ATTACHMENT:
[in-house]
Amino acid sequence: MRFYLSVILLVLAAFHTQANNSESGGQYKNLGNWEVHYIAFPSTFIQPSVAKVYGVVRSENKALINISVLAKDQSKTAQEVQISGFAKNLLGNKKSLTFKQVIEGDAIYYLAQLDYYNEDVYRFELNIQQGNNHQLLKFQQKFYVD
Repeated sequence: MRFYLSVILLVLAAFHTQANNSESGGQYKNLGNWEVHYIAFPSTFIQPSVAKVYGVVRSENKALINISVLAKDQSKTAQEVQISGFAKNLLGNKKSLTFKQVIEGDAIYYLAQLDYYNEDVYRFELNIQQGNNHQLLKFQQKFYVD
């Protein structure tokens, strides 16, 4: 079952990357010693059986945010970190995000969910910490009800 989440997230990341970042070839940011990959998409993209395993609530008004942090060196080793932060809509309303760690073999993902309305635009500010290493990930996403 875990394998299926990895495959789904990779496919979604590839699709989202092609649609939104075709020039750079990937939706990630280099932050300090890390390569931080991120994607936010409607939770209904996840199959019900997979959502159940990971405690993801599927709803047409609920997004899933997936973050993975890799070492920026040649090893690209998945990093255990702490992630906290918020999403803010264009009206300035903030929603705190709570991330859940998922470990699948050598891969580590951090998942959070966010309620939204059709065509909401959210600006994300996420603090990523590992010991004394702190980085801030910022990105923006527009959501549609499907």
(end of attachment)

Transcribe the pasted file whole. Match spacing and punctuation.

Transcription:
[in-house]
Amino acid sequence: MRFYLSVILLVLAAFHTQANNSESGGQYKNLGNWEVHYIAFPSTFIQPSVAKVYGVVRSENKALINISVLAKDQSKTAQEVQISGFAKNLLGNKKSLTFKQVIEGDAIYYLAQLDYYNEDVYRFELNIQQGNNHQLLKFQQKFYVD
Repeated sequence: MRFYLSVILLVLAAFHTQANNSESGGQYKNLGNWEVHYIAFPSTFIQPSVAKVYGVVRSENKALINISVLAKDQSKTAQEVQISGFAKNLLGNKKSLTFKQVIEGDAIYYLAQLDYYNEDVYRFELNIQQGNNHQLLKFQQKFYVD
């Protein structure tokens, strides 16, 4: 079952990357010693059986945010970190995000969910910490009800 989440997230990341970042070839940011990959998409993209395993609530008004942090060196080793932060809509309303760690073999993902309305635009500010290493990930996403 875990394998299926990895495959789904990779496919979604590839699709989202092609649609939104075709020039750079990937939706990630280099932050300090890390390569931080991120994607936010409607939770209904996840199959019900997979959502159940990971405690993801599927709803047409609920997004899933997936973050993975890799070492920026040649090893690209998945990093255990702490992630906290918020999403803010264009009206300035903030929603705190709570991330859940998922470990699948050598891969580590951090998942959070966010309620939204059709065509909401959210600006994300996420603090990523590992010991004394702190980085801030910022990105923006527009959501549609499907």